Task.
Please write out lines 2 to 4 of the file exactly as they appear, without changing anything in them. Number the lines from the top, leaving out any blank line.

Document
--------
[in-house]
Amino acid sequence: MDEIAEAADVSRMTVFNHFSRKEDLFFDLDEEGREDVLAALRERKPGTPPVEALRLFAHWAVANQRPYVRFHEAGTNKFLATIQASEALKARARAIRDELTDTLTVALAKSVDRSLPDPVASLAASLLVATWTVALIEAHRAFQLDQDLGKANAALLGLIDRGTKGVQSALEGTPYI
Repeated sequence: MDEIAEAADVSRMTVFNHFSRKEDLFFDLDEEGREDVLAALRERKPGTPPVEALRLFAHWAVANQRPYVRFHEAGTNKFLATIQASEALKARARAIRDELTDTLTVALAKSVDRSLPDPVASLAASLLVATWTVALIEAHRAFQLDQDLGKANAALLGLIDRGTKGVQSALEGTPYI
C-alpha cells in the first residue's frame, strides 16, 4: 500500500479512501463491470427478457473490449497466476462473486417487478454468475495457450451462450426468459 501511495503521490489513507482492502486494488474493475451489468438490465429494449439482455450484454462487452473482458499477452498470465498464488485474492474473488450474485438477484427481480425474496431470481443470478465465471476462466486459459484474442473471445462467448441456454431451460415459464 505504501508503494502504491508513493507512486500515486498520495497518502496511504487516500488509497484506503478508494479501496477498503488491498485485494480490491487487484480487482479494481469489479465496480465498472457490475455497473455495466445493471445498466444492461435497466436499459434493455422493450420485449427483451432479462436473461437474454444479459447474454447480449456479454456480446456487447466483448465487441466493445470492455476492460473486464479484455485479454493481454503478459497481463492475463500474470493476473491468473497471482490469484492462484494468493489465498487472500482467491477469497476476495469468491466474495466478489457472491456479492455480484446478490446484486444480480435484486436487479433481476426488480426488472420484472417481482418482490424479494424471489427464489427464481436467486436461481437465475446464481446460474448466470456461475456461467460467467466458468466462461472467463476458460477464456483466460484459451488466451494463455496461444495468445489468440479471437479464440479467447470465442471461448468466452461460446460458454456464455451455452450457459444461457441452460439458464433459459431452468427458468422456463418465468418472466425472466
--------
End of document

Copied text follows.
Amino acid sequence: MDEIAEAADVSRMTVFNHFSRKEDLFFDLDEEGREDVLAALRERKPGTPPVEALRLFAHWAVANQRPYVRFHEAGTNKFLATIQASEALKARARAIRDELTDTLTVALAKSVDRSLPDPVASLAASLLVATWTVALIEAHRAFQLDQDLGKANAALLGLIDRGTKGVQSALEGTPYI
Repeated sequence: MDEIAEAADVSRMTVFNHFSRKEDLFFDLDEEGREDVLAALRERKPGTPPVEALRLFAHWAVANQRPYVRFHEAGTNKFLATIQASEALKARARAIRDELTDTLTVALAKSVDRSLPDPVASLAASLLVATWTVALIEAHRAFQLDQDLGKANAALLGLIDRGTKGVQSALEGTPYI
C-alpha cells in the first residue's frame, strides 16, 4: 500500500479512501463491470427478457473490449497466476462473486417487478454468475495457450451462450426468459 501511495503521490489513507482492502486494488474493475451489468438490465429494449439482455450484454462487452473482458499477452498470465498464488485474492474473488450474485438477484427481480425474496431470481443470478465465471476462466486459459484474442473471445462467448441456454431451460415459464 505504501508503494502504491508513493507512486500515486498520495497518502496511504487516500488509497484506503478508494479501496477498503488491498485485494480490491487487484480487482479494481469489479465496480465498472457490475455497473455495466445493471445498466444492461435497466436499459434493455422493450420485449427483451432479462436473461437474454444479459447474454447480449456479454456480446456487447466483448465487441466493445470492455476492460473486464479484455485479454493481454503478459497481463492475463500474470493476473491468473497471482490469484492462484494468493489465498487472500482467491477469497476476495469468491466474495466478489457472491456479492455480484446478490446484486444480480435484486436487479433481476426488480426488472420484472417481482418482490424479494424471489427464489427464481436467486436461481437465475446464481446460474448466470456461475456461467460467467466458468466462461472467463476458460477464456483466460484459451488466451494463455496461444495468445489468440479471437479464440479467447470465442471461448468466452461460446460458454456464455451455452450457459444461457441452460439458464433459459431452468427458468422456463418465468418472466425472466